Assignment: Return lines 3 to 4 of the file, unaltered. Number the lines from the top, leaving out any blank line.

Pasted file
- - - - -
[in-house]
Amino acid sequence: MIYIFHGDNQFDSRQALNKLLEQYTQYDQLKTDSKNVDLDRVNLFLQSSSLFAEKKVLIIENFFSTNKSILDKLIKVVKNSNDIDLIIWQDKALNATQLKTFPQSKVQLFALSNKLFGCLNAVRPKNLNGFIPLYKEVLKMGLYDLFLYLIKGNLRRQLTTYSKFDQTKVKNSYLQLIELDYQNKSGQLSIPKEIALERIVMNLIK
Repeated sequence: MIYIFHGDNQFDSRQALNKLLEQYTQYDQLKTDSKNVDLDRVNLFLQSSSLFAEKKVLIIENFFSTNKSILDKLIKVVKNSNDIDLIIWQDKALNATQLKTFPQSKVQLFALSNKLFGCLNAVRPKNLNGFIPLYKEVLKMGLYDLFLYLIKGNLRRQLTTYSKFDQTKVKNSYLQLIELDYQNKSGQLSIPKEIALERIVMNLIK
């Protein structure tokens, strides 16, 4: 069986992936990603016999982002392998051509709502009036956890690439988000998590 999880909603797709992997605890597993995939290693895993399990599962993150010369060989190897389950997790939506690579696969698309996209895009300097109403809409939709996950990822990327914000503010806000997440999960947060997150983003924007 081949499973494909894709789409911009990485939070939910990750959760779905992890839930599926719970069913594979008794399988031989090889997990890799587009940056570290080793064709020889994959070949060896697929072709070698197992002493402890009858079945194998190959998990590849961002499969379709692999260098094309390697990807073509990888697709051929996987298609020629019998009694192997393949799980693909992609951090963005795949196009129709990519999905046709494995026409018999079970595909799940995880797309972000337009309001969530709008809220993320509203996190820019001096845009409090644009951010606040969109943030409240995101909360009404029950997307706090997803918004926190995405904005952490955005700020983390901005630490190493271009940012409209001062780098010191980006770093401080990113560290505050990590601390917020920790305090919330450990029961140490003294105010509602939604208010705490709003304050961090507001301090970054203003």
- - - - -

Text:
Repeated sequence: MIYIFHGDNQFDSRQALNKLLEQYTQYDQLKTDSKNVDLDRVNLFLQSSSLFAEKKVLIIENFFSTNKSILDKLIKVVKNSNDIDLIIWQDKALNATQLKTFPQSKVQLFALSNKLFGCLNAVRPKNLNGFIPLYKEVLKMGLYDLFLYLIKGNLRRQLTTYSKFDQTKVKNSYLQLIELDYQNKSGQLSIPKEIALERIVMNLIK
């Protein structure tokens, strides 16, 4: 069986992936990603016999982002392998051509709502009036956890690439988000998590 999880909603797709992997605890597993995939290693895993399990599962993150010369060989190897389950997790939506690579696969698309996209895009300097109403809409939709996950990822990327914000503010806000997440999960947060997150983003924007 081949499973494909894709789409911009990485939070939910990750959760779905992890839930599926719970069913594979008794399988031989090889997990890799587009940056570290080793064709020889994959070949060896697929072709070698197992002493402890009858079945194998190959998990590849961002499969379709692999260098094309390697990807073509990888697709051929996987298609020629019998009694192997393949799980693909992609951090963005795949196009129709990519999905046709494995026409018999079970595909799940995880797309972000337009309001969530709008809220993320509203996190820019001096845009409090644009951010606040969109943030409240995101909360009404029950997307706090997803918004926190995405904005952490955005700020983390901005630490190493271009940012409209001062780098010191980006770093401080990113560290505050990590601390917020920790305090919330450990029961140490003294105010509602939604208010705490709003304050961090507001301090970054203003």